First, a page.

Main trouble was that the economic downturn undermined the long-term potential of the EU’s skilled workforce. Unemployed people returning to work have been also more likely to enter less skill-intensive jobs that may not develop their skills; 42% of adult workers looking for a job in the years following the crisis had few opportunities to find jobs suitable for their skills and qualifications. Source: https://www.cedefop.europa.eu/en/blog-articles/matching-skills-and-jobs-europe-insights-cedefops-european-skills-and-jobs-survey.
Predicting skills trends in rapidly changing labour markets is a cornerstone of national governance and educators: e.g. twin transition will require some new skills which are not yet prepared for the market; Europe is going through the digital and green transitions while being further challenged by the coronavirus pandemic. Thus, high quality continuing vocational education and training (VET) would be priority in education policy for years to come. The Cedefop’s skills index-2022 not only assessed the performance of European skills systems and existing improvements in slowly converging skills development systems (even though there is still a long way to go until full convergence is achieved among EU-27), it also highlighted the following areas where the states should take additional efforts: a) skills development, b) skills activation, and c) skills matching.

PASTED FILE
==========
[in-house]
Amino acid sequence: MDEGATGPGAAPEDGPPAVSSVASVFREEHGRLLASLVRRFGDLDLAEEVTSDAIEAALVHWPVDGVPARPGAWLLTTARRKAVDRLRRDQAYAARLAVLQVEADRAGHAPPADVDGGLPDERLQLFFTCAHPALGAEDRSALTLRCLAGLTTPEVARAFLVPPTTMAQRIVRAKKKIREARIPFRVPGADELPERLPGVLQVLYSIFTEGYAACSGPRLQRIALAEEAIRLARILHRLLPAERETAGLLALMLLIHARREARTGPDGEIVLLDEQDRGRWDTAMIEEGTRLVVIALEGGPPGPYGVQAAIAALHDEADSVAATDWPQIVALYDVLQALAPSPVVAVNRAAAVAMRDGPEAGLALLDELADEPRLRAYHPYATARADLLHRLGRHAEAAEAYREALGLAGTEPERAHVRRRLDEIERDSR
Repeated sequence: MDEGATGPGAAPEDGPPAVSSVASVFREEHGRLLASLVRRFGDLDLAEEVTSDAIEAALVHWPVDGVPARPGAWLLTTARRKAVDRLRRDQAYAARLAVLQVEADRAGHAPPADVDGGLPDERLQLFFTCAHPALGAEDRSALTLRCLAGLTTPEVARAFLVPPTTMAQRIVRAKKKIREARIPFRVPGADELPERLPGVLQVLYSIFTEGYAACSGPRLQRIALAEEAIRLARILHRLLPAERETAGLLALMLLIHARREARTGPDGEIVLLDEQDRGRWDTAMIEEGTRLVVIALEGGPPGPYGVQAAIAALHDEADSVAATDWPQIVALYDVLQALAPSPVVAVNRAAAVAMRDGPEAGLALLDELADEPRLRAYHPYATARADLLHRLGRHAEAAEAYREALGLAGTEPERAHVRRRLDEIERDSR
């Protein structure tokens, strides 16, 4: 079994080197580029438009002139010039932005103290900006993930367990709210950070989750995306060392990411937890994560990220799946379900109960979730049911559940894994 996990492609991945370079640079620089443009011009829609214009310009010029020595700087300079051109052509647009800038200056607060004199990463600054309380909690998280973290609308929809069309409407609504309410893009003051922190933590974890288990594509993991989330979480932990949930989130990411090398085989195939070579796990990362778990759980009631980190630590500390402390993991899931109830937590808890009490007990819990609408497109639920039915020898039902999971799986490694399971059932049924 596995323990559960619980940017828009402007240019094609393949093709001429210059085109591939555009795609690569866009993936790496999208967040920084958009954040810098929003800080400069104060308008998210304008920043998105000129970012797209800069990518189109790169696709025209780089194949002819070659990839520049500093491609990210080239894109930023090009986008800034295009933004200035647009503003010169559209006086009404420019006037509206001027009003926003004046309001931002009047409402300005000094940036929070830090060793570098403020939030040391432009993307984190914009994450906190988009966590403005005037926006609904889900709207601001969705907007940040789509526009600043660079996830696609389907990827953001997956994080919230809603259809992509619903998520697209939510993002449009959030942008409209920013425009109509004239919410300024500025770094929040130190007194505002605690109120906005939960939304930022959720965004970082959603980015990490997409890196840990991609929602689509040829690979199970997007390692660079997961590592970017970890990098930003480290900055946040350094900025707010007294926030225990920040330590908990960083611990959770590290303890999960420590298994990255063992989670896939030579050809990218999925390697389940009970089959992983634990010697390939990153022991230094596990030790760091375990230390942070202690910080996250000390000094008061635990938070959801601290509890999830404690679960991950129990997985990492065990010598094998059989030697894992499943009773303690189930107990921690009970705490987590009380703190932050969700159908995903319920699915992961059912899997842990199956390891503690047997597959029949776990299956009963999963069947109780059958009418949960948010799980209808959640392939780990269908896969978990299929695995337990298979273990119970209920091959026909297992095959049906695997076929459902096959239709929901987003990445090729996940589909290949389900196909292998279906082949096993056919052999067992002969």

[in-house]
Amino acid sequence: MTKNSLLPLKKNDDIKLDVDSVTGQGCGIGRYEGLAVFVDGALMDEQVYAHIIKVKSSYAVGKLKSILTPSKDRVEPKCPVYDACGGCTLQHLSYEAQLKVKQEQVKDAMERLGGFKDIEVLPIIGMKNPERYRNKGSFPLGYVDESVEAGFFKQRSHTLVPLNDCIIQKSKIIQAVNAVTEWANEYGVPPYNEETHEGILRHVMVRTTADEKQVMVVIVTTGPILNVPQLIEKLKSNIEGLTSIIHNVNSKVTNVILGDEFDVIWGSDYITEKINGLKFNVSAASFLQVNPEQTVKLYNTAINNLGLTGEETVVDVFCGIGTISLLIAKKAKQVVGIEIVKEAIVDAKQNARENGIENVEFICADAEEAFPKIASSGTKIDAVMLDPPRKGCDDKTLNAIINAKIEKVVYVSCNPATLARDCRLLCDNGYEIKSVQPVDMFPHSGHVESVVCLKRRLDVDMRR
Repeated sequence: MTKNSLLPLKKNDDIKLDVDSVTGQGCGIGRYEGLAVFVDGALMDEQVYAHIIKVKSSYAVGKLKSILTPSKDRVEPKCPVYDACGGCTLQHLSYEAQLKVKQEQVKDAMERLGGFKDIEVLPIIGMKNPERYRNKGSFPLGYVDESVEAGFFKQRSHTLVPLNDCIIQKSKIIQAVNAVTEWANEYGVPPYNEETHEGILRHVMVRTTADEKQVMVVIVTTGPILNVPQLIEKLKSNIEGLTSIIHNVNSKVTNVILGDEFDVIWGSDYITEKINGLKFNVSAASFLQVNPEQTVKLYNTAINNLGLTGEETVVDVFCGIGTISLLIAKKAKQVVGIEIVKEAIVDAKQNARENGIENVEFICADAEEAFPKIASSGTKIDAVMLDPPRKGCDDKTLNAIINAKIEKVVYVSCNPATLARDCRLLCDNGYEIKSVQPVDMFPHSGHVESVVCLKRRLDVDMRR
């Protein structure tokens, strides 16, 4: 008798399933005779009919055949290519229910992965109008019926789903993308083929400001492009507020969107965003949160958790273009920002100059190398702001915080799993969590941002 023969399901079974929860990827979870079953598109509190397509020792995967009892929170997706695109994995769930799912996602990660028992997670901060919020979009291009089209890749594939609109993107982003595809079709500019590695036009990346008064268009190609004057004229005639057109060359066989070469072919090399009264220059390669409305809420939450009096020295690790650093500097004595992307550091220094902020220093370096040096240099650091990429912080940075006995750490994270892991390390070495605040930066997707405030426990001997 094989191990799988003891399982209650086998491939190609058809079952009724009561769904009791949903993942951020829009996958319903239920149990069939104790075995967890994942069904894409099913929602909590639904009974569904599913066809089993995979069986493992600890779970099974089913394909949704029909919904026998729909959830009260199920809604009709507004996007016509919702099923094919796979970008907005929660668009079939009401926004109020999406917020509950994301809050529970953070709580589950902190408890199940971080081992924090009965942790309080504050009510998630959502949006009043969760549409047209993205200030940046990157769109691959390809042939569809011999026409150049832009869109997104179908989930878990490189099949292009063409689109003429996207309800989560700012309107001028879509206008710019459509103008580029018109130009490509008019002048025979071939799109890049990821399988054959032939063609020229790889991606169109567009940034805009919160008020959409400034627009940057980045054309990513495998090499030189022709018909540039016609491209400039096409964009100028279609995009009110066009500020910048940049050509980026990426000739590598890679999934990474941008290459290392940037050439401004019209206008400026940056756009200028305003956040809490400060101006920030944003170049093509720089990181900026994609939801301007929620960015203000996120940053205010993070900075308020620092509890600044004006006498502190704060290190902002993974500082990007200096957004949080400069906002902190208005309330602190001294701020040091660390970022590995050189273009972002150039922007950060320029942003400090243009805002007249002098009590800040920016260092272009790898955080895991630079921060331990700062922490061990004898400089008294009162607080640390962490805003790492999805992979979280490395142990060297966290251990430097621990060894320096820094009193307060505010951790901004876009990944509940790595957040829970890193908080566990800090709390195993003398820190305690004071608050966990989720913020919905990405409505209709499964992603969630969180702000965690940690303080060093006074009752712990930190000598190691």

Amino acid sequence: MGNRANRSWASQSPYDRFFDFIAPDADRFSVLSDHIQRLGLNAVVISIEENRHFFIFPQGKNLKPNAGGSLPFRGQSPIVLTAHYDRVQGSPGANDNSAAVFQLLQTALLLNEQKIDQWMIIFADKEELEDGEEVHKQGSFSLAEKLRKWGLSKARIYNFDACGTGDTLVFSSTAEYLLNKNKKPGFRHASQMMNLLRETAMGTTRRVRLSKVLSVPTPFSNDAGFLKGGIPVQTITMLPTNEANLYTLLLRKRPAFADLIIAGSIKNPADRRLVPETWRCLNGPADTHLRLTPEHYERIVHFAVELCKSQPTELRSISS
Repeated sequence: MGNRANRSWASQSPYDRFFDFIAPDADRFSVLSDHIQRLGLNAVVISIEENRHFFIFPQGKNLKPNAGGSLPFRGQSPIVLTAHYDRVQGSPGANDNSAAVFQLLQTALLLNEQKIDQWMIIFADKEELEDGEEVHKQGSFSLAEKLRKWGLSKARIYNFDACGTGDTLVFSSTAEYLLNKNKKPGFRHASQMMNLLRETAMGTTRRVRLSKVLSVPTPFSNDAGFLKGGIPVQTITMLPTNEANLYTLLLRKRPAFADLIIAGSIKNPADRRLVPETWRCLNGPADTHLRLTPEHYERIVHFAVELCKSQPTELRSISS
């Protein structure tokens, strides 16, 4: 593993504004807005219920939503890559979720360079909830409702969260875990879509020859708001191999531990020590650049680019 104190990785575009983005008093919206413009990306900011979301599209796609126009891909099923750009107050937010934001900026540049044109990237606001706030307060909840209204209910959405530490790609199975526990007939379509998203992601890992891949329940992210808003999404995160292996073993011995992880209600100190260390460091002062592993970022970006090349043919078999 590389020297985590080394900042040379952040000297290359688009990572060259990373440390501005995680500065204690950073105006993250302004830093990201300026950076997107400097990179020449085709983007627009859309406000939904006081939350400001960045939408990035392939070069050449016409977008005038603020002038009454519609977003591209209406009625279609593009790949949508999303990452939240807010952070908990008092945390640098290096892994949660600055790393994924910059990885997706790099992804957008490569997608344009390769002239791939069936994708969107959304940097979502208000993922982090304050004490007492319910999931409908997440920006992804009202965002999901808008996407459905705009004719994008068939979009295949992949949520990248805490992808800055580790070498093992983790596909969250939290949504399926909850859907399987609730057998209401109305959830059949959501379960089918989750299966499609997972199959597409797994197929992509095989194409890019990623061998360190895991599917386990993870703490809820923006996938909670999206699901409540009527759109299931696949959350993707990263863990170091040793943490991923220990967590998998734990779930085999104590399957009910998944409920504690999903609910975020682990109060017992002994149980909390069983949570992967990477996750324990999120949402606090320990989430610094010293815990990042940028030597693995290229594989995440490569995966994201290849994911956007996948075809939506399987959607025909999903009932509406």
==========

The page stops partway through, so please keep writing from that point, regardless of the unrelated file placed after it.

General skills statistics at Cedefop: https://www.cedefop.europa.eu/en and in: https://www.cedefop.europa.eu/en/themes/skills-labour-market.
See also: https://www.cedefop.europa.eu/en/themes/skills-policies-practices
New skills and qualifications to assist SDGs implementation
Two sides of the “skills’ issues” have entered national education agenda: on one side, new education’s guidelines are closely connected to the implementation tools in the EU’s twin transition (with the need of new re-skilling, new skills and qualifications in transition’s directions), on another side, the SDGs implementation suggests that the labour force would be equipped with adequate knowledge and skills. No doubt, without preparing specialists in new spheres of development, adequate professions, skills and re-skilling in digital/green transition and sustainability growth the member states’ efforts would hardly be successful…